Thursday, December 29, 2011

More meditations

Here is more of the retreat I have been working on, it is not finished but it is where it is now. I have had my parents in town for the last two weeks so blogging has slowed but there are some cool things to share and I hope to get to that soon. My daughter has a few pictures of children on Ebeye I would love to share and hope to do so soon.

I hope these meditations and your time in prayer brings you healing and peace.

Part Two
The sessions in part two are a sessions of meditations connecting with Christ’s suffering. Connecting with his passion helps us to be better understand our own suffering and to see it in light of Christ’s presence and redemption. These might be difficult sessions since the look at the wounds we have in our lives but ultimately they are designed to be times where the Great Physician can begin a healing work in us. Take your time with these sessions, be gentle with yourself and after the retreat share your experience with a trusted friend or mentor. Begin each session saying the Lord’s Prayer then simply be with God in each meditation.

Read Isaiah 53:3a
This is a precious verse for us to consider in our retreat.  We need to understand that Jesus suffered and was familiar with sorrow.  If he didn’t know suffering how can we connect our suffering with his?  If he didn’t know sorrow we might be lead to think that being a Christian means living without rejection, pain, sorrow and suffering.  We would be at such a profound loss because we would miss the compassion of Christ and feel the guilt of our own pain, somehow thinking we weren’t good enough.
Suffering and Christianity go together because suffering and life go together.  We are called to connect our suffering with the suffering of Christ.  This gives meaning and purpose to our pain and it gives it a direction; redemption.  It gives us healing and hope and ultimately the freedom of the saints in light.
The focal point for Jesus’ suffering is on the cross.  It is there we see him at his weakest and most vulnerable.  We will connect first in his rejection by humanity.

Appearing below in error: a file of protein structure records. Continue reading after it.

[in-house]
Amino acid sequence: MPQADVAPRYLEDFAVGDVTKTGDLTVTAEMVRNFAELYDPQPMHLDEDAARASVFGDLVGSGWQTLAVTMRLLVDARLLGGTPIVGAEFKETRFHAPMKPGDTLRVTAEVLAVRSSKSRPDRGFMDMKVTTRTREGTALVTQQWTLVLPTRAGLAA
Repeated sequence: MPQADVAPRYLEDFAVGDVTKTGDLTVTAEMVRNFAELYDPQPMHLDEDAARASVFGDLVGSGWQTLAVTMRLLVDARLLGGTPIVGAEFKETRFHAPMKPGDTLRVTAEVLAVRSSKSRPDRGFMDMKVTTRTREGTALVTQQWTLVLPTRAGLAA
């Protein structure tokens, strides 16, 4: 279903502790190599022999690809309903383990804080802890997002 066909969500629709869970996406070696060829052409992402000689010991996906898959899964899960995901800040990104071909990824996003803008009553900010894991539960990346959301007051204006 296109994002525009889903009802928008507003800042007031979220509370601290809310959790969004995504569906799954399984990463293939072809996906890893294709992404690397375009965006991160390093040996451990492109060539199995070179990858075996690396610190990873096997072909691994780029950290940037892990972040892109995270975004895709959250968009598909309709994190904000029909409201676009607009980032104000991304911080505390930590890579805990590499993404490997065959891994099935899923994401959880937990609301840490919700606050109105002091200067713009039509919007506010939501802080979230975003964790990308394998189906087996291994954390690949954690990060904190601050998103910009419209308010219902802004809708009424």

* Read Mark 15:1-15 à Journal about the rejection of Christ which is summed up in the words “Crucify him!”  When have you been rejected by people?  Who rejected you, how did it feel?  Are those feelings of rejection still driving you somehow?  Christ probably didn’t feel loved at that moment.  How did you feel in those moments?
As you see that both you and Jesus have been rejected let him minister to you in your pain and hurt.  Let him begin to heal you, know that he knows how it feels.  Spend prayerful time with this connection.
Take a break if needed or go right into the second session.
* Read Mark 15:21 à  Jesus wasn’t able to carry his cross by himself.  This is a profound insight for so many of us who want to do it alone.  We think that it somehow shows weakness or lack of faith to have help.
Notice again that Jesus needed help carrying his cross.  Each of us has a cross to carry, we have burdens we must live with.  We don’t have to do it alone, if Jesus needed help then it is okay for us to need help.  Allow God to help you through people.  For Jesus it was Simon of Cyrene.  Who is your Simon of Cyrene?  Who will help you carry your cross?  For some it is an AA group, for others a pastor, counselor, spiritual director.  Yet others find close friends and support groups.  The key is to connect with a Simon in your life, they are God’s gift to you.

This is a good time to break for a while…

Thursday, December 15, 2011

Retreat on Grace Parts 2 and 3

Here are the second and third meditations on the retreat on grace. Again, take your time (slower is better), bring a journal and come with an openness to Christ's leading. These are sessions to come back to multiple times over a series of weeks.

The second session focuses on the deliverance God has done and is doing in your life. Center yourself by saying the Lord’s Prayer and then begin.
Read Exodus 13:3-10
Remember how the Lord brought the Israelites out of the land of slavery.  See how they began to know God as deliverer.  In what way has the Lord acted as deliverer in your life?  Think about this, journal on it and afterwards write a prayer of thanksgiving.
How does seeing God’s deliverance in the lives of Israelites and your life teach you about God’s grace and your place in the heart of God?

The third session picks up again the theme of your belovedness and the power of God’s love for you. Again, enter the space with the Lord’s Prayer.
Read Jeremiah 31:3
“I have loved you with an everlasting love; therefore I have continued my faithfulness to you.”
1.      Memorize this verse.
2.      Who is the lover?  Who is the beloved that is the one receiving love?  How long is the lover loving the beloved?
3.      What are the results of this love?
Meditate on your status as God’s beloved.  Think on that as your identity.  How long does God intend on loving you for?  Again, how does this shape your identity?  Let yourself receive the gift of belovedness.  Let it simply come to you as the gift that it is.  As you receive, if you are moved to confess, do so and then receive the forgiveness Jesus offers.  If you are not moved to confess, let it go and simply be with God as He sees fit.
What are the outcomes of God’s faithfulness in your life?  How has God been faithful and what does faithfulness look like in terms of eternity?
Notice God’s faithfulness is tied to His love and not us or our abilities.  How does this notion free us to simply be with God and to live for God out of freedom?  How do we live for God out of our identity as His beloved?

Friday, December 9, 2011

Least of These Message